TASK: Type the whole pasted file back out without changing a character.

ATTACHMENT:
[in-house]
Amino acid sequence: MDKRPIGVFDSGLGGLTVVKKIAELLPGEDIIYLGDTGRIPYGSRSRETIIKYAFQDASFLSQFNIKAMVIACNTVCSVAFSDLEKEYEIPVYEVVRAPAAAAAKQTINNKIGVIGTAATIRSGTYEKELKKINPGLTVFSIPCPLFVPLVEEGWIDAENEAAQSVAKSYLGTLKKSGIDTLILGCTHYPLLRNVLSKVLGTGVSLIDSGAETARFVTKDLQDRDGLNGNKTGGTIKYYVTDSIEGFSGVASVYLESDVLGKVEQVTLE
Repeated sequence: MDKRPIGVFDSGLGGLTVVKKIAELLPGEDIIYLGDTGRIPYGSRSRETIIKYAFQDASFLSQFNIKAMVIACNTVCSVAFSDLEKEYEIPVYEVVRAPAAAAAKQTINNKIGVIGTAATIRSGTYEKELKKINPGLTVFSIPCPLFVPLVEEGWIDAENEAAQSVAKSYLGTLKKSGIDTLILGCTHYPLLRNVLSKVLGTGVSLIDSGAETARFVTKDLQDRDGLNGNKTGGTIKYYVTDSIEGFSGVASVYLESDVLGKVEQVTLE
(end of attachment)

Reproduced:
[in-house]
Amino acid sequence: MDKRPIGVFDSGLGGLTVVKKIAELLPGEDIIYLGDTGRIPYGSRSRETIIKYAFQDASFLSQFNIKAMVIACNTVCSVAFSDLEKEYEIPVYEVVRAPAAAAAKQTINNKIGVIGTAATIRSGTYEKELKKINPGLTVFSIPCPLFVPLVEEGWIDAENEAAQSVAKSYLGTLKKSGIDTLILGCTHYPLLRNVLSKVLGTGVSLIDSGAETARFVTKDLQDRDGLNGNKTGGTIKYYVTDSIEGFSGVASVYLESDVLGKVEQVTLE
Repeated sequence: MDKRPIGVFDSGLGGLTVVKKIAELLPGEDIIYLGDTGRIPYGSRSRETIIKYAFQDASFLSQFNIKAMVIACNTVCSVAFSDLEKEYEIPVYEVVRAPAAAAAKQTINNKIGVIGTAATIRSGTYEKELKKINPGLTVFSIPCPLFVPLVEEGWIDAENEAAQSVAKSYLGTLKKSGIDTLILGCTHYPLLRNVLSKVLGTGVSLIDSGAETARFVTKDLQDRDGLNGNKTGGTIKYYVTDSIEGFSGVASVYLESDVLGKVEQVTLE